Wednesday, March 9, 2011

AHA Moment: The Out-of-School Teacher

This is my fifth year as an out-of-school teacher. If we have what we call “out-of-school youth” [school-age kids who are not in school for varied reasons like – poverty, truancy, and lost of interest just to name a few] we also have what we call “out-of-school teachers” [educators who supposed to be in classroom teaching but they are not for varied reasons like – change of residence, status, career or migration just to name a few ]. Out-of school teachers are those who are deprived of their rights to perform the greatest passion of their life.

For almost five years now, the classroom is the only place I have not been to [except when I need to meet with my step-son’s teachers]. For 11 long years of teaching in the public high school, I realized the importance of my role as a mentor and a teacher not only to my students but for myself as well. The decision I made 12 years ago to join the educational field is indeed the best decision I made so far. The change of career changed my outlook in life. And the career shift opened up to me a different understanding for learning.

I may not be well-compensated for the work I’ve done [monetary wise], but the intangible benefits of seeing my students graduate… earn a degree… start a family… leave the country to seek greener pastures… build their own dreams and achieving them… and reaping success one after another – to me is the most important rewards I’ve ever had. For I believe that their success – is also mine.

11 years have passed and the lessons of the past are still fresh. The special bonds I had with my former students are still tight. The special relationship we had is still intact. And the respect we have for one another is still present. Most of them are still grateful and always looking back. Some have gone the other way and chose not to look back. But there are still a few who keep in touch to continue the learning process.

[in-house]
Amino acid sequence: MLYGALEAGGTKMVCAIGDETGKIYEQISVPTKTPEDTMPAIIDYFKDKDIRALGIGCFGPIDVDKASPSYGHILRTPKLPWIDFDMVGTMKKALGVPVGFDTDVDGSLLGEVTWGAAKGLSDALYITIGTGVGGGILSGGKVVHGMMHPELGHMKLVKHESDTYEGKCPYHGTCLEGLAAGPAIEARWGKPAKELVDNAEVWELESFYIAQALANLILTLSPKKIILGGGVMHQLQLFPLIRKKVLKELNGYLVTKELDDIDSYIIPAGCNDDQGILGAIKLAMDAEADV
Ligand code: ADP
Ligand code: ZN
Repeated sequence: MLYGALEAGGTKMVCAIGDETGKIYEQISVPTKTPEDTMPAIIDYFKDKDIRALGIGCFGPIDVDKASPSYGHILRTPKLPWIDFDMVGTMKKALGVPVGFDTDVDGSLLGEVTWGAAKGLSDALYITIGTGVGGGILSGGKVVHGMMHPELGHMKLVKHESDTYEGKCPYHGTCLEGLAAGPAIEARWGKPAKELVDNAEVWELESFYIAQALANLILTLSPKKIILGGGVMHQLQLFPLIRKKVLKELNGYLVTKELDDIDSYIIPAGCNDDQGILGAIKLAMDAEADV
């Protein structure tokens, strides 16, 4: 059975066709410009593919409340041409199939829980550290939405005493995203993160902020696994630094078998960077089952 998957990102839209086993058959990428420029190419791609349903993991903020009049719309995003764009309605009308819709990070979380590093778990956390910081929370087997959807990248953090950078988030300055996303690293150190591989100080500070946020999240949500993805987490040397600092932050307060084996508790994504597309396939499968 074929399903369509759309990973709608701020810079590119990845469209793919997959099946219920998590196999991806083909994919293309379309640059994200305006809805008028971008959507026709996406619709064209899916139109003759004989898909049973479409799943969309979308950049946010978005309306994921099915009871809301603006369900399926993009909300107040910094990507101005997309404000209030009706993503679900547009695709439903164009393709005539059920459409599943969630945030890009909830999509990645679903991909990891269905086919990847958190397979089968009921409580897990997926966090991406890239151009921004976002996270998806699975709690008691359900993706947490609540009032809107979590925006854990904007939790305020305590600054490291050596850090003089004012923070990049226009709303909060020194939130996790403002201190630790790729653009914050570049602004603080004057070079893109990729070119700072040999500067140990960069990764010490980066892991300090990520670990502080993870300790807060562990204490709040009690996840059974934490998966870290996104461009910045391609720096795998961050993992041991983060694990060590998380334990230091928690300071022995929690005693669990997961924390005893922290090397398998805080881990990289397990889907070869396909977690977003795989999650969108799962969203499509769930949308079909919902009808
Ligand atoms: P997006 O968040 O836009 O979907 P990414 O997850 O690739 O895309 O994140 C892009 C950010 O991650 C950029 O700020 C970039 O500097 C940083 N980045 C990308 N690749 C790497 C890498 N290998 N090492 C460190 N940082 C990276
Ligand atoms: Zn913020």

11 years have passed still some of my students never fail to amaze me. They are still as hungry for knowledge as they used to. 11 years have passed but they still remember the lessons I taught them. 11 years have passed and they are still willing to learn new things from me. And so I thought that my job is already over after the last bell. I thought my job is done after they closed the books. I thought my job ended after they left the classroom. Apparently, a teacher’s job is never done until her students stop learning. And so my work continues even after I left school and become an out-of-school teacher.

----------------------------Ruthilicious-------------------------------

Ruthilicious... absent in the Classroom, present in the Chatroom. She blogs when she is NOT Facebooking doing chores and she blogs while she is ALSO Facebooking doing chores.

To read more about her Teaching-Learning Experience... Click HERE.

1 comment:

Judy Sheldon-Walker said...

Ruthi, how about what is happening to teachers in Wisconsin? Teachers are my heroes.

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